The 59% who expressed concern about the effects of climate change singled out drought, extreme temperatures and extended seasons as their three main threats.
World Forum on Natural Capital
The research, which aims to identify farmers’ perceptions about climate change and natural capital, and how they see the role of banks, was presented at the World Forum on Natural Capital. The UN-backed conference, which took place in Scotland on 21 and 22 November brought together business and sustainability leaders to discuss how to identify and measure the economic value of natural capital.
Over half of farmers said that their business now faced a threat from drought, extreme temperatures and extended seasons as a result of climate change, while 40% said natural capital - the world’s natural resources such as water, forests and agricultural land -is critically important.
Four out of every five farmers questioned for the survey said banks should have a role in helping farmers invest in projects to protect natural capital, with 73% saying that lending for projects or greater flexibility with repayments and access to funds would be most helpful.
Speaking at the conference, Sir Philip Hampton, Chairman of RBS Group (pictured), stated that natural capital accounting would enable banks to work out the impact of economic activity, in particular lending, on nature and society. He also acknowledged the criticism banks face for lending to companies whose business activities damage the environment.
Commenting on the changing stance of RBS towards lending policy, he said: “We’re also now doing much more to assess the non-financial risks that exist in the sectors we lend to. By looking at environmental and social impacts of those sectors, we can get a much more accurate picture of how well prepared prospective clients are for mitigating those risks, and build that into our lending decision-making process.
“Indeed, at RBS, we have a range of policies which set out criteria on how we lend into some of the more sensitive sectors like Oil & Gas, Mining and Metals, Forestry, Power Generation and Defence. They ensure we give specific consideration to things like emissions levels, water supply issues, waste handling and so on.”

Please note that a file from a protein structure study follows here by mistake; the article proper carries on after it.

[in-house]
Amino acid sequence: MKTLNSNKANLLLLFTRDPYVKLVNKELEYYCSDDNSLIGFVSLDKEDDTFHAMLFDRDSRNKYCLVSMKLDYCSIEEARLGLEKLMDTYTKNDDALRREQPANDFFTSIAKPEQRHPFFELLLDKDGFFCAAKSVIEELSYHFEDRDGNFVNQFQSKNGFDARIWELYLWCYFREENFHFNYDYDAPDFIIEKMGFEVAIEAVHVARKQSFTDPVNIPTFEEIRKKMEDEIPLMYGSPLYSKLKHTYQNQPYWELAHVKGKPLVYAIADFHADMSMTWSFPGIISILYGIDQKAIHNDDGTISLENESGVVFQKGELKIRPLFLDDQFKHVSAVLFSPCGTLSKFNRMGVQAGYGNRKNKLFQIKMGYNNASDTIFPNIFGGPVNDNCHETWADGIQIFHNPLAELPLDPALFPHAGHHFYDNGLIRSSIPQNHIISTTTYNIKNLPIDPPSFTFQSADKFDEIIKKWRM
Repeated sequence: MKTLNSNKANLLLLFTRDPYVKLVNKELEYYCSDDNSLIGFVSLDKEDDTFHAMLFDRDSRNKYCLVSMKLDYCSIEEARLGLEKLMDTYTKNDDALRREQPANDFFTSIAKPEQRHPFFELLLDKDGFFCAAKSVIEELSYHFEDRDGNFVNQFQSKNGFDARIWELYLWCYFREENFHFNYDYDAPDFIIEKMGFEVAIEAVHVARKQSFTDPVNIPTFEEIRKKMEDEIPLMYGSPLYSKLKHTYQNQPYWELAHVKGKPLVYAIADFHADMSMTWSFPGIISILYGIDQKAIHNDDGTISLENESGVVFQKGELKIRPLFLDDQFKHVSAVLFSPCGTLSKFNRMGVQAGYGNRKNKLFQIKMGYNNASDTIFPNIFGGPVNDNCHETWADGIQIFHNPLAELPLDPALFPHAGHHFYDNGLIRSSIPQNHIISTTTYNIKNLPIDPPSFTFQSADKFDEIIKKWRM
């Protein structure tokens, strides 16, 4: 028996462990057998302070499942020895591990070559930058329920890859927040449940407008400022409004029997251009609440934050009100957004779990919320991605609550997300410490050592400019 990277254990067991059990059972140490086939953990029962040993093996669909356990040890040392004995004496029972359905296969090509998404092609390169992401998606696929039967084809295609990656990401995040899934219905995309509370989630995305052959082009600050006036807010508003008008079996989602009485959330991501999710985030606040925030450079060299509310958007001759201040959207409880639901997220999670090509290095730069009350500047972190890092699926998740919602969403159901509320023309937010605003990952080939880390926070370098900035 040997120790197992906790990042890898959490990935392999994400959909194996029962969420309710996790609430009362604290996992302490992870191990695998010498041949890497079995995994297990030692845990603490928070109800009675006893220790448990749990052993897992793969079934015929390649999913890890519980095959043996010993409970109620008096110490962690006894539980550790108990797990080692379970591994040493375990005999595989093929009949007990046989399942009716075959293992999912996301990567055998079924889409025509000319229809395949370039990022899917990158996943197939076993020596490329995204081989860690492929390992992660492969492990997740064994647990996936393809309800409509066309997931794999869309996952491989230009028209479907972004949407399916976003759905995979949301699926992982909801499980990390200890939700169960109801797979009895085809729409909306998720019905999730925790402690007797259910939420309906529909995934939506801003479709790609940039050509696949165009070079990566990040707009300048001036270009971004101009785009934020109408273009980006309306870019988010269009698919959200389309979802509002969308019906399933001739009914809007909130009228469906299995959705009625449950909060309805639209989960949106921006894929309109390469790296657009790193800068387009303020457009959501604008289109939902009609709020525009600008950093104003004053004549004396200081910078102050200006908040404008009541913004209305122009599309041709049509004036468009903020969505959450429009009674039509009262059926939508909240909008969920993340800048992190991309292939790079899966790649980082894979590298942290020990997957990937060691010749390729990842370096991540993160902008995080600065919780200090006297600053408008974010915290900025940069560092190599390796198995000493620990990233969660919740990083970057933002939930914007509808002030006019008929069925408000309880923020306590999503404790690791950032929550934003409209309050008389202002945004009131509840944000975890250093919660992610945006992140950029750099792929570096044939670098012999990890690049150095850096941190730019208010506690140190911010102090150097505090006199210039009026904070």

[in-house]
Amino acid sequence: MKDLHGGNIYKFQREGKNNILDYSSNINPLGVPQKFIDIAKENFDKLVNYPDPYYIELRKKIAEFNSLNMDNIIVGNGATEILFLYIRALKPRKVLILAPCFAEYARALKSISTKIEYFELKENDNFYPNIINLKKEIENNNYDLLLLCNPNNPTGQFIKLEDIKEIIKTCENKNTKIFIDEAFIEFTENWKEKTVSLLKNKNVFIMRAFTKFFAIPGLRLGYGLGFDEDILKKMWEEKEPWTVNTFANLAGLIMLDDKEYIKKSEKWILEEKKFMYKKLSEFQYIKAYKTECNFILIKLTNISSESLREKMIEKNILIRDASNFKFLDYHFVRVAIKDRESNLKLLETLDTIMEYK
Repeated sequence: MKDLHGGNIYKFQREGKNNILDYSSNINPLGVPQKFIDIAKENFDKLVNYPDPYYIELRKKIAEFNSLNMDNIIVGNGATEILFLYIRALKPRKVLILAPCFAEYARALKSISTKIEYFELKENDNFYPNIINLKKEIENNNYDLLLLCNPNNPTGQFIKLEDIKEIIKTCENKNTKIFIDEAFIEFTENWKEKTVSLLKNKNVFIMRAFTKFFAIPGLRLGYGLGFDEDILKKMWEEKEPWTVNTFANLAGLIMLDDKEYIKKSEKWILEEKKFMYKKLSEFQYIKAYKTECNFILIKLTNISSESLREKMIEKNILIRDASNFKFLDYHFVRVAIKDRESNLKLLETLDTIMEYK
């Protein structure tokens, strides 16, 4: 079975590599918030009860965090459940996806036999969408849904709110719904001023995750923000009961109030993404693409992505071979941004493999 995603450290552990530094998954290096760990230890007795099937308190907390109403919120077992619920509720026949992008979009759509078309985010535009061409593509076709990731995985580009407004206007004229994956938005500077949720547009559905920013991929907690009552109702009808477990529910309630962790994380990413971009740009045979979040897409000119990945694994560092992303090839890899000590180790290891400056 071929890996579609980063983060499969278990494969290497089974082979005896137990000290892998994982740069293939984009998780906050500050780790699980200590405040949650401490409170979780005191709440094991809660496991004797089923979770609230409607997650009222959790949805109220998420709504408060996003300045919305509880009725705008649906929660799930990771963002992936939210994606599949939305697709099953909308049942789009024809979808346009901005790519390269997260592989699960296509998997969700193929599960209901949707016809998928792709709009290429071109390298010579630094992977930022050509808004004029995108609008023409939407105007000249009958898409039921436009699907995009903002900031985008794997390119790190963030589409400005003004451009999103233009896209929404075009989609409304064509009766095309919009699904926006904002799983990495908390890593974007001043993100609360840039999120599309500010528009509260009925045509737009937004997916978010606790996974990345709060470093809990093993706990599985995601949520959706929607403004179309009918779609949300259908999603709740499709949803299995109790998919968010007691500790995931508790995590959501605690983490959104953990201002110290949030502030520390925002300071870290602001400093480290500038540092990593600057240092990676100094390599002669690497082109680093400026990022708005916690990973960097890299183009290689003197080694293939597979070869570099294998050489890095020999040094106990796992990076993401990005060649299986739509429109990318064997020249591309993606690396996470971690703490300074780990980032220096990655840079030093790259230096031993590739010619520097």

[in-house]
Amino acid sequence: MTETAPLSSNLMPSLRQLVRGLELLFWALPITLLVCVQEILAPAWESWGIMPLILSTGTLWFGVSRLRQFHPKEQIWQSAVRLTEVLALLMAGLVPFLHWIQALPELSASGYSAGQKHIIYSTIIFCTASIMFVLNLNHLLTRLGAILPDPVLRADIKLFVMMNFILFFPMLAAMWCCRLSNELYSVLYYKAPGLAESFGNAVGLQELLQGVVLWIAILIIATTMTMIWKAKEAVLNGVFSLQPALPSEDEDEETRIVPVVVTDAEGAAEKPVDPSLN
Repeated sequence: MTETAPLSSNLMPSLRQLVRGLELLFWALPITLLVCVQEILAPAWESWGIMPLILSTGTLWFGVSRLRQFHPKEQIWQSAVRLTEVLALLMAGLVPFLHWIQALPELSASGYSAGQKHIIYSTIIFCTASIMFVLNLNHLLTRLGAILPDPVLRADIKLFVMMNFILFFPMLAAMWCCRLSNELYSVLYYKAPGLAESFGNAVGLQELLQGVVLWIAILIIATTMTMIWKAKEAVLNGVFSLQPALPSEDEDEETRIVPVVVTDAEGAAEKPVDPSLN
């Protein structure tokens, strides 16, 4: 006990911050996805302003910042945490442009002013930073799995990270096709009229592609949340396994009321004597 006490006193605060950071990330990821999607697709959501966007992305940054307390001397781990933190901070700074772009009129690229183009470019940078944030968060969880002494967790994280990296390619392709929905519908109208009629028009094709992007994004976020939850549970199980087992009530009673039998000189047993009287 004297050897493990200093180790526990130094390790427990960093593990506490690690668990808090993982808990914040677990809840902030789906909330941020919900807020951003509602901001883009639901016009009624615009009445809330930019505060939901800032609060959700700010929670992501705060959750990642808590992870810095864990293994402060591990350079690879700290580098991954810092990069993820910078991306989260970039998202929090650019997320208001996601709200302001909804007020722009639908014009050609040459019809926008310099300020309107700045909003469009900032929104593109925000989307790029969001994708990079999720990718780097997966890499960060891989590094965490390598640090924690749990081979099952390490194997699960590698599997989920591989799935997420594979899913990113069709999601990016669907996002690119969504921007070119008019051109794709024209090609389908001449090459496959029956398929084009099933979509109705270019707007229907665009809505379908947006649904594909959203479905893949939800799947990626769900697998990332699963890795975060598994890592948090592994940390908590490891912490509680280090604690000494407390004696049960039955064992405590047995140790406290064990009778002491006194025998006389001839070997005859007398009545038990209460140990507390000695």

Sir Philip said the transition of society to a more sustainable future would require huge amounts of capital, which banks would need to support:
“Feeding the 9 billion people we expect to populate the world by 2050, while ensuring sustainable land use and a carbon sensitive energy supply, will be an enormous challenge at many levels. It will also cost a lot. Banks and the wider financial services sector have a huge role to play in getting the finance in place for that,” he said.
Jonathan Hughes, World Forum Programme Director, said: “Farmers are on the frontline when it comes to climate change so it’s very telling that so many of them say that climate change is already affecting their business.”
“It’s encouraging to see that many farmers associate improvements in their natural capital with financial benefits. The reality is that investing in simple measures to enhance nature in and around the farm can improve resilience in the face of increasing unpredictability in weather and climate, and ultimately improve profitability, as many farmers recognise.
"The natural world is our life support system and recognising its value to our economy and our well-being is a crucial first step in protecting and restoring it. Soaring food prices are just one example of the negative consequences of failing to invest in Natural Capital. It is in everyone's interests to work together to address the serious threats posed by the depletion of our natural capital and this is what the World Forum is all about."
The World Forum on Natural Capital is organised by the Scottish Wildlife Trust in association with the UN Environment Programme, World Business Council for Sustainable Development, International Union for Conservation of Nature, TEEB for Business Coalition and The Wildlife Trusts.
RBS Group is the headline sponsor of the World Forum on Natural Capital.
* The research consisted of a survey of 201 UK farmers.